Intense opposition to onshore and offshore drilling means every barrel saved via conservation is offset by several barrels of declining domestic production. Congress has already locked up an estimated 40 billon barrels (1.7 trillion gallons) of onshore and offshore oil. As a result, we are importing increasing amounts from increasingly unfriendly sources. We need that oil – not more snake oil. But instead, we’re locking up our natural gas, too, and promoting other equally questionable ideas.
Mandating that we use millions of expensive compact fluorescent lightbulbs could result in vast quantities of mercury heading to landfills or high-cost recycling centers.
Tougher mileage standards could mean more miles driven in vehicles that are more fuel efficient because they are lighter, less able to haul heavy loads, and more likely to cause thousands of additional injuries and deaths. (Perhaps the term Corporate Average Fuel Economy or CAFÉ should be replaced with Conserve Our Refined Petroleum to Save the Environment – or CORPSE.) Other ideas make more sense.
Streamline traffic flow, especially along main corridors during rush hour. Too many lights are timed to impede traffic, as along Routes 50 and 123 through Fairfax, VA and Route 202 in Wilmington-Talleyville, DE. In this computerized era, that is unacceptable.
Eliminate toll booths, especially along interstates like I-95 in Maryland, Delaware and Pennsylvania. The gasoline wasted and pollution emitted by cars waiting to get to booths or EZPass lanes is monumental – and any revenues collected are more than offset by wages and taxes lost because workers are stuck for hours in miles-long parking lots. Besides, interstates were built with federal tax dollars, and should not be subjected to interstate-commerce-choking state revenuers.
We might even consider eliminating air-conditioning in the 1,500 federally owned buildings. This would save energy, ensure that government focuses on high-priority items, protect taxpayers and small businesses from hyper-regulation at least a few months a year, and help achieve Rep. Nancy Pelosi’s goal of a carbon-neutral Congress – without relying on phony “carbon offset” indulgences. However, even concerted common-sense conservation won’t alter a basic fact: America needs more energy – especially electricity – to support economic freedom, health, industry and modern living standards. Where will that energy come from?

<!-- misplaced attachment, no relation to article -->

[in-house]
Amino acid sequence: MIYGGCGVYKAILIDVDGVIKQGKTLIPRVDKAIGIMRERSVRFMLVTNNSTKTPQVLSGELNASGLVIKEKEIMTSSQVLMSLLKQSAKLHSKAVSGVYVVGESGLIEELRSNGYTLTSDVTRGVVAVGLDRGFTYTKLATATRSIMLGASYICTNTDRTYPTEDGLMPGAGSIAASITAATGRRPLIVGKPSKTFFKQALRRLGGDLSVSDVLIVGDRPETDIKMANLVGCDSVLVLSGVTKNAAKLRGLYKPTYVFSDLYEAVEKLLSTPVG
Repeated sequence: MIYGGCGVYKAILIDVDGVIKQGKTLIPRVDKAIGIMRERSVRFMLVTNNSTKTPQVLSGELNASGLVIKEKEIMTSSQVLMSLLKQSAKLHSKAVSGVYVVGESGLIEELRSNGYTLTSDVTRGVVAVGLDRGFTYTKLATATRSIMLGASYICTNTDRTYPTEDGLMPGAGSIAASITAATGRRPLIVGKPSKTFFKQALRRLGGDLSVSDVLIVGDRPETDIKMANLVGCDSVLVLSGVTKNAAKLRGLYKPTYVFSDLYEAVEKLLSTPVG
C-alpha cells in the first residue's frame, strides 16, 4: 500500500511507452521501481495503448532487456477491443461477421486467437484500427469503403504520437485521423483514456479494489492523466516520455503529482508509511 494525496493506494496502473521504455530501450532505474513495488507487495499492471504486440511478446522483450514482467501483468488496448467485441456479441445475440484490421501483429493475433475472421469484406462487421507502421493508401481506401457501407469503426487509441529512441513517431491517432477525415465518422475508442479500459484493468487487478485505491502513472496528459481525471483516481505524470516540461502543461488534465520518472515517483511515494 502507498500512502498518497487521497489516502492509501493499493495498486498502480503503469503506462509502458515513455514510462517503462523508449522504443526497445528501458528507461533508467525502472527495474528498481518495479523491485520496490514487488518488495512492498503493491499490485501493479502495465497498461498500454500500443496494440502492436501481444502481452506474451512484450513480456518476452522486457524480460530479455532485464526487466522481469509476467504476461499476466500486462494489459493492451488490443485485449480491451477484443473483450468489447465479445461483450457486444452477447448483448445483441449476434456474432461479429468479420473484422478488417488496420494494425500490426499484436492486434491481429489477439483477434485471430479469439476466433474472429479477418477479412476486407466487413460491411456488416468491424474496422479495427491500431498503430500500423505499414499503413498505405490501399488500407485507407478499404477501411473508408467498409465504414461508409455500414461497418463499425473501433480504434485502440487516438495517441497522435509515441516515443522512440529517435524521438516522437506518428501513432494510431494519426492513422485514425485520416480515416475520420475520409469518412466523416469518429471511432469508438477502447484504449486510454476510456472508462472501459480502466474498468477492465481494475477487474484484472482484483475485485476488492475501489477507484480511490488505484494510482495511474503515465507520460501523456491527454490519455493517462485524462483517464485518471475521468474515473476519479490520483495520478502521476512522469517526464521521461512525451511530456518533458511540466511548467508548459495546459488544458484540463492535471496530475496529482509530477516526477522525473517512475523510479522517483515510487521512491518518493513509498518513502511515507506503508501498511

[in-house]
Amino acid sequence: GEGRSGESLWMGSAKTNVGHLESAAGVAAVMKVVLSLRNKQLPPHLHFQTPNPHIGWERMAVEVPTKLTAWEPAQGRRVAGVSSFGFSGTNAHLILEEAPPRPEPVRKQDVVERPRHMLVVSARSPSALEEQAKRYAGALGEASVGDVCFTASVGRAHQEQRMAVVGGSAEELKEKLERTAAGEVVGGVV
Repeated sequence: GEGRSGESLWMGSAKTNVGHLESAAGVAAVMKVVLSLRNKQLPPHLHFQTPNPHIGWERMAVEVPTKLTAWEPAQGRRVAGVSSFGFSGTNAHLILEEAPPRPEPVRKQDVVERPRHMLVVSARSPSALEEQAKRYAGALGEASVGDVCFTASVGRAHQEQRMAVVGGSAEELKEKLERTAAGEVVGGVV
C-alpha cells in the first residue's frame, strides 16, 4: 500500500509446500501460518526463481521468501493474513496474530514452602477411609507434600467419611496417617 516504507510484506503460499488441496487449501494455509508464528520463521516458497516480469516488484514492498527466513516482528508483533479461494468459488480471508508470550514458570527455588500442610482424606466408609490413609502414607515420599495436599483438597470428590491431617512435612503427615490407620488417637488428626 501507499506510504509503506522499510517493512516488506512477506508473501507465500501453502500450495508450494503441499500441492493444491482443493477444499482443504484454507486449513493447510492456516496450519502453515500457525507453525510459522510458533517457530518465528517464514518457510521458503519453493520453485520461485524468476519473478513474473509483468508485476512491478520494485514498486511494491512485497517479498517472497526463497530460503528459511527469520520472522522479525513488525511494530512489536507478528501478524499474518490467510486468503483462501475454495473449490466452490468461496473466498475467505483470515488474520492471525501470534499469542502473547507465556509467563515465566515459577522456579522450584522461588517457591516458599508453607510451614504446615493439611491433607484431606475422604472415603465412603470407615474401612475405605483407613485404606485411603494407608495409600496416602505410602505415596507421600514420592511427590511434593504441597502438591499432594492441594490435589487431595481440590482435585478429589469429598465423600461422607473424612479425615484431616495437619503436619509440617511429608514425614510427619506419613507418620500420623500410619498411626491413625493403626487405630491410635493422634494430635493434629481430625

Coal generates 52% of the electricity America uses: over 300,000 Megawatts. Its low cost per kilowatt-hour is a blessing for poor families, businesses, manufacturing and jobs. And over the coming decade, new technologies will eliminate most remaining power plant emissions.
But green activists and politicians say carbon dioxide from coal-fueled power plants causes disastrous climate change. Numerous scientists disagree with this dire assessment – and with the notion that humans have suddenly supplanted the sun and other natural forces that caused innumerable climate shifts throughout Earth’s history.
Moreover, if we curtail coal use, what will replace it? Congress continues to make oil and gas prospects off limits to drilling. Liquefied natural gas requires ports that greens and local communities oppose. And reliance on these globally traded resources puts additional upward pressure on prices.
Many greens and politicians also oppose nuclear power and waste repositories. Their substitute of choice is wind turbines. “Socially responsible” companies like those in the Climate Action Partnership want to sell more of them. So they support subsidies and mandates, to “save the world from climate apocalypse.” However, wind supplies only 0.4% of US electrical output – and the unreliable electricity it generates must be backed up by instant-on (peaking capacity) power plants that burn the natural gas that legislators have put off limits. Otherwise, traffic lights, schools, offices, assembly lines and operating rooms go black whenever the wind stops blowing.
In fact, for every 10 MW of wind power, you need 9 MW of gas, says Wood McKenzie vice president Bob Fleck. And those new gas power plants increase wind energy costs dramatically – up to twice as much as for electricity generated from existing coal plants. Wealthy activists, politicians and celebrities may not mind. But minority and other poor families would be hammered. Wind power also requires vast stretches of once-scenic wildlife habitat. Replacing just one-third of all coal-fired generating capacity with wind farms would require blanketing an area the size of Virginia and North Carolina with huge turbines, interspersed with some 200 gas-fired power plants – or persuading Americans to embrace increased bird deaths and frequent power outages.
People sense that they are getting do-nothing energy bills from a do-nothing Congress. That may help explain the dismal 14% approval rating Congress received in recent polls.
Liberal politicians and environmentalists have shown they have the power to encumber and even destroy. But do they have the ability or wisdom to create new energy and economic systems to replace the ones they are trying to dismantle? If only we could use their hot air to generate electricity.
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